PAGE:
(Inspired by my recent blog entry on the subject: http://cl.ly/1wD9)
Sorry folks, a design can be straight-up wrong. It can be just as wrong in 400x300 pixels as it can be full-size.
If you want good feedback for your design, first make sure you fix all the errors. All the messed up typography, all the alignment issues, all the blurry pixels. Unless you fix the low-hanging fruit you'll never get good, solid, subjective feedback because a designer's eyes will be affixed to your mistakes.
Fix the mistakes, then you'll get good feedback.
over 3 years ago
When can I get this as a desktop? This is fantastic.
I can't stand people who comment on Dribbble posts with little observations just because they don't match the trend, or whatever.
Blurry outlines (and such) aren't good but it's not your design at the end of the day and there is no such thing as wrong or right design.
Unfortunatley dribbble is full of people who conform to set trends :(
@Matt: I agree about feedback re: your work doesn't match a trend, but if someone makes an egregious design error they ought to know about it, no? If I made a design error in my work I want to know because I'd want to fix it. It's not an ego thing. Every designer should want to put out their best work. I could only be so lucky to have folks point out all my design errors before they go live so that I can fix them.
Nice effort, but not sticking to a baseline grid? Where's the visual harmony???
Here's my bumper-sticker argument for this debate: Art can't be wrong. Design can.
@Mike: I understand where you're coming from but sometimes people just take it too far.
Yea, agreed. Dribbble is a platform to receive aesthetic feedback on your designs. Example: the colors clash; the contrast is harsh.
Unfortunately, the overall importance of design is not only the aesthetics.
@Matt: I think that the linked comment was the most important one in the entire discussion! I am sure Dan would agree.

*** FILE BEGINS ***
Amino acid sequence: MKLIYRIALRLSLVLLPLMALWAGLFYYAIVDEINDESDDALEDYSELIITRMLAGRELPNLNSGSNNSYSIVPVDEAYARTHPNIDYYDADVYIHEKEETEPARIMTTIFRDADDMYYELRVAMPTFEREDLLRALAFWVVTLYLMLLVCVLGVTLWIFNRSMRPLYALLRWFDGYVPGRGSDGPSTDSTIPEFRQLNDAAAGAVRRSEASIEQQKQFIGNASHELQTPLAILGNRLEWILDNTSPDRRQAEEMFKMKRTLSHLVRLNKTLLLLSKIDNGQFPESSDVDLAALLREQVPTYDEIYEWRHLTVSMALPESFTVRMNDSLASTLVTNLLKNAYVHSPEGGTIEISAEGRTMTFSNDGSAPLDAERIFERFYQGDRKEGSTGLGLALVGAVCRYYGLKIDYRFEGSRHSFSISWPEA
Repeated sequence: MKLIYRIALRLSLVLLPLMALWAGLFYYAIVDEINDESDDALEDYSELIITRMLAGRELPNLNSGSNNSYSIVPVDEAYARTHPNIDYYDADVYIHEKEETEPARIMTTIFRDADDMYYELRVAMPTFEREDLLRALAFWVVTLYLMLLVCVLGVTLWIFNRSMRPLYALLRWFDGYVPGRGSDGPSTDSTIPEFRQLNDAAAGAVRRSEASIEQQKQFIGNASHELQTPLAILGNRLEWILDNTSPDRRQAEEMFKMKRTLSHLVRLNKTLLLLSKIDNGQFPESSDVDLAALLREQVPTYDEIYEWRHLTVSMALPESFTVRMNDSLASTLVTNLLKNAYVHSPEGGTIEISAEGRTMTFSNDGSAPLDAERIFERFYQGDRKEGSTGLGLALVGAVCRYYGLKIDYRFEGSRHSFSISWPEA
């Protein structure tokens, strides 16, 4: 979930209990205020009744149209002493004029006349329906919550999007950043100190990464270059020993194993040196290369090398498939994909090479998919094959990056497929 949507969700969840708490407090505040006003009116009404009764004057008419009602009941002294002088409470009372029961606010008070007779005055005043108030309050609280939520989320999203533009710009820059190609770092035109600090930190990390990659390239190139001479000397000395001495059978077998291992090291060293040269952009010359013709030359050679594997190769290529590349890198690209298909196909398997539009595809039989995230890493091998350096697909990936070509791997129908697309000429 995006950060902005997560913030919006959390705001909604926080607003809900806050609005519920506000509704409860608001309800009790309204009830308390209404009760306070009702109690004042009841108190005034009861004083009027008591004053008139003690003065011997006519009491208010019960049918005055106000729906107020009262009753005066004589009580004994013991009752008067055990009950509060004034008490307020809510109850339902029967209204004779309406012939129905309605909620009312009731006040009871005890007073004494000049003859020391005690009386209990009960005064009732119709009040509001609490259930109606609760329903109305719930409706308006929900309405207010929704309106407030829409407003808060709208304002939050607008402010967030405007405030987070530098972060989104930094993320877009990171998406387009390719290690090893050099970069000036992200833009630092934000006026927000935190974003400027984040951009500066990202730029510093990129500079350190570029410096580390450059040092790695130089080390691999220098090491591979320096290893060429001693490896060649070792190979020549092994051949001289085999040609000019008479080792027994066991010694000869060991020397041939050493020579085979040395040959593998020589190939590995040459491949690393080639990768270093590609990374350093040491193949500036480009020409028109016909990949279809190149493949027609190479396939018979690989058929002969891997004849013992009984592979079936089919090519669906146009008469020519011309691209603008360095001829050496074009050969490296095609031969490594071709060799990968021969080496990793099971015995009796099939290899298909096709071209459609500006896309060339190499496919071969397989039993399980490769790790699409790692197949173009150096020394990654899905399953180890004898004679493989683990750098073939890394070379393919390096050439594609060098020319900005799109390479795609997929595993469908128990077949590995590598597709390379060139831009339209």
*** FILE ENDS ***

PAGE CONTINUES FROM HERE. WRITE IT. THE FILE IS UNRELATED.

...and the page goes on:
@Matt I don't see the issue there, that means someone just really, REALLY cares about someone else's work enough to tell them they're slightly off. In the rebounded shot even Dan commented and said he appreciated it. I guarantee he's adjusting it now because of that feedback. It was a valid observation: in an icon that was supposed to be perfectly symmetrical it was slightly off.
Again, I could only be so lucky to have people dissect my work with that passion. Designers who don't want their work dissected like that seem to be afraid of feedback even if it makes them a more fastidious designer. I don't get that.
I stared at that for 5 minutes hoping something 3D would come out. Footnote: if you try this, you will continue to see the graphic everywhere you look afterwords.
Mike, I appreciate the articulate and convincing response to this whole etiquette/comment party. If my design "is wrong", I want to know about it so that we can get beyond the nitpicks and down to the subjective feedback.
Dribbble and 400x300 is not really the best environment for proper feedback on a design. Not all work is in 100% resolution, and the full-res is not always provided for review.
I think there's a middle ground which Dribbble provides, and that's exactly the type of feedback I expect to receive.
General feedback should suffice 90% of the time. That's what I've come to expect on Dribbble.
@Josh OH CRAP I GOT THE SAME EFFECT
NOW EVERYONES DESIGN IS WRONG
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